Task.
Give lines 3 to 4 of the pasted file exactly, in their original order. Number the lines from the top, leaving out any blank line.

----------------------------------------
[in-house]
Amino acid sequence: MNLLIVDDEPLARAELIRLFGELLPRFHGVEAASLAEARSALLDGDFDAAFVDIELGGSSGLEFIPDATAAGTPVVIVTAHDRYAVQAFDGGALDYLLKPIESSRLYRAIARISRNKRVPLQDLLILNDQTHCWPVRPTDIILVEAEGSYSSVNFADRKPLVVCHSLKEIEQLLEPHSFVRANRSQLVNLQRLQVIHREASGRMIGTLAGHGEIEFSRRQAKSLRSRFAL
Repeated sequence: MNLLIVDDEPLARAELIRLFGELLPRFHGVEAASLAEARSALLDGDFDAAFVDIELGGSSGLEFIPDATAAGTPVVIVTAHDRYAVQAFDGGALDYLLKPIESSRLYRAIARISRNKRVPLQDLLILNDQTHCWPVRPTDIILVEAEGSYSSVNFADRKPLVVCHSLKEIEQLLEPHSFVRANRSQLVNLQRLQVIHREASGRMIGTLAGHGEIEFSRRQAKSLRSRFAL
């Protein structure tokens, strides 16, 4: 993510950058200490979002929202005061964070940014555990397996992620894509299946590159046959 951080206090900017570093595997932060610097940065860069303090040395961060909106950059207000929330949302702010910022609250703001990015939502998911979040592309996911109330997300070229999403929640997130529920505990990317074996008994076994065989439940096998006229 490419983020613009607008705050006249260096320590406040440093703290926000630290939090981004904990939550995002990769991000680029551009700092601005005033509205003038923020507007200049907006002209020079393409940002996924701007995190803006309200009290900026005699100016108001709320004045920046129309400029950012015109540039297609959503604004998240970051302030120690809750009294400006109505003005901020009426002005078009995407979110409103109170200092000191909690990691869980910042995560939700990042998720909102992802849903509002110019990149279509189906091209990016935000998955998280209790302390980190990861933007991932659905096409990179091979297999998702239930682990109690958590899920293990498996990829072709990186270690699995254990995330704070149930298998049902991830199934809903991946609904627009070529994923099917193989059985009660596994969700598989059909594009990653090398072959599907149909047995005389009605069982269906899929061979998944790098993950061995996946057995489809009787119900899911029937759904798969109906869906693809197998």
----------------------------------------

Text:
Repeated sequence: MNLLIVDDEPLARAELIRLFGELLPRFHGVEAASLAEARSALLDGDFDAAFVDIELGGSSGLEFIPDATAAGTPVVIVTAHDRYAVQAFDGGALDYLLKPIESSRLYRAIARISRNKRVPLQDLLILNDQTHCWPVRPTDIILVEAEGSYSSVNFADRKPLVVCHSLKEIEQLLEPHSFVRANRSQLVNLQRLQVIHREASGRMIGTLAGHGEIEFSRRQAKSLRSRFAL
């Protein structure tokens, strides 16, 4: 993510950058200490979002929202005061964070940014555990397996992620894509299946590159046959 951080206090900017570093595997932060610097940065860069303090040395961060909106950059207000929330949302702010910022609250703001990015939502998911979040592309996911109330997300070229999403929640997130529920505990990317074996008994076994065989439940096998006229 490419983020613009607008705050006249260096320590406040440093703290926000630290939090981004904990939550995002990769991000680029551009700092601005005033509205003038923020507007200049907006002209020079393409940002996924701007995190803006309200009290900026005699100016108001709320004045920046129309400029950012015109540039297609959503604004998240970051302030120690809750009294400006109505003005901020009426002005078009995407979110409103109170200092000191909690990691869980910042995560939700990042998720909102992802849903509002110019990149279509189906091209990016935000998955998280209790302390980190990861933007991932659905096409990179091979297999998702239930682990109690958590899920293990498996990829072709990186270690699995254990995330704070149930298998049902991830199934809903991946609904627009070529994923099917193989059985009660596994969700598989059909594009990653090398072959599907149909047995005389009605069982269906899929061979998944790098993950061995996946057995489809009787119900899911029937759904798969109906869906693809197998």